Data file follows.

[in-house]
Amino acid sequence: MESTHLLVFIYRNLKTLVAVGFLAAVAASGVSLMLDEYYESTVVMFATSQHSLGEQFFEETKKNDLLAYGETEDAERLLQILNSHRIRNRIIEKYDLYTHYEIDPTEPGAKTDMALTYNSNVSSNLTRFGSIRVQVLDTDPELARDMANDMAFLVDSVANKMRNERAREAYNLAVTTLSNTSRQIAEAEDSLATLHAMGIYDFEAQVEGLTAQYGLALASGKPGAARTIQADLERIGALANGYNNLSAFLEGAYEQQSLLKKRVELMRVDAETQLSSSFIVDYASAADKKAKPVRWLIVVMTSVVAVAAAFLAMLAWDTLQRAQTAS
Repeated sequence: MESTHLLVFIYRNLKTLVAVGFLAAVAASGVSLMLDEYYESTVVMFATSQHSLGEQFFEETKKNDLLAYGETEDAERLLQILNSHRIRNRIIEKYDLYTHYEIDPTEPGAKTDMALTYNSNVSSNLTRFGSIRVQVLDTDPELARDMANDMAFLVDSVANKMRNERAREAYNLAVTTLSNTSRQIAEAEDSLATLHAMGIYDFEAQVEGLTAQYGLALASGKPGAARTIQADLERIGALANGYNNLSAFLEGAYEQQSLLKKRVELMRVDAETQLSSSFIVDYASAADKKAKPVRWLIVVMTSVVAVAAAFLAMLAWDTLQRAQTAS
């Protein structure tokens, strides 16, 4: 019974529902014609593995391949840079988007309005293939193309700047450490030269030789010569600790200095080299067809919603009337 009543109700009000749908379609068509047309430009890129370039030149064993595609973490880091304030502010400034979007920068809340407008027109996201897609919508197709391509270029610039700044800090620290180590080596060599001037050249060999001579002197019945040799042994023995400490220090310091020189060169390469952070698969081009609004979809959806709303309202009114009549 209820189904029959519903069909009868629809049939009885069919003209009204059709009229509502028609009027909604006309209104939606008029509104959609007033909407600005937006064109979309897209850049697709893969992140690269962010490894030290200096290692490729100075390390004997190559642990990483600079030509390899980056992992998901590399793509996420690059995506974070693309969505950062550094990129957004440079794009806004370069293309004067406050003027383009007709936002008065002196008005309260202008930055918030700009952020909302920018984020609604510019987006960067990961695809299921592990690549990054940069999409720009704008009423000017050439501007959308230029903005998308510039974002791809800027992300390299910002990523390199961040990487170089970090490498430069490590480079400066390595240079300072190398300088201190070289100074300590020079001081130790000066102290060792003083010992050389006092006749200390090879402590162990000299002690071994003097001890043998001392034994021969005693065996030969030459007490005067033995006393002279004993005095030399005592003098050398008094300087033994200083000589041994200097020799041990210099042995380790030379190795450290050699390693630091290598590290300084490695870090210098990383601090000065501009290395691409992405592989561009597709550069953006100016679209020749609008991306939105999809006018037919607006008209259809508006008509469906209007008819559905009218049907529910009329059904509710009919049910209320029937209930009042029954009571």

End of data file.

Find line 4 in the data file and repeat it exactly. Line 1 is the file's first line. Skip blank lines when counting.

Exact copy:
């Protein structure tokens, strides 16, 4: 019974529902014609593995391949840079988007309005293939193309700047450490030269030789010569600790200095080299067809919603009337 009543109700009000749908379609068509047309430009890129370039030149064993595609973490880091304030502010400034979007920068809340407008027109996201897609919508197709391509270029610039700044800090620290180590080596060599001037050249060999001579002197019945040799042994023995400490220090310091020189060169390469952070698969081009609004979809959806709303309202009114009549 209820189904029959519903069909009868629809049939009885069919003209009204059709009229509502028609009027909604006309209104939606008029509104959609007033909407600005937006064109979309897209850049697709893969992140690269962010490894030290200096290692490729100075390390004997190559642990990483600079030509390899980056992992998901590399793509996420690059995506974070693309969505950062550094990129957004440079794009806004370069293309004067406050003027383009007709936002008065002196008005309260202008930055918030700009952020909302920018984020609604510019987006960067990961695809299921592990690549990054940069999409720009704008009423000017050439501007959308230029903005998308510039974002791809800027992300390299910002990523390199961040990487170089970090490498430069490590480079400066390595240079300072190398300088201190070289100074300590020079001081130790000066102290060792003083010992050389006092006749200390090879402590162990000299002690071994003097001890043998001392034994021969005693065996030969030459007490005067033995006393002279004993005095030399005592003098050398008094300087033994200083000589041994200097020799041990210099042995380790030379190795450290050699390693630091290598590290300084490695870090210098990383601090000065501009290395691409992405592989561009597709550069953006100016679209020749609008991306939105999809006018037919607006008209259809508006008509469906209007008819559905009218049907529910009329059904509710009919049910209320029937209930009042029954009571």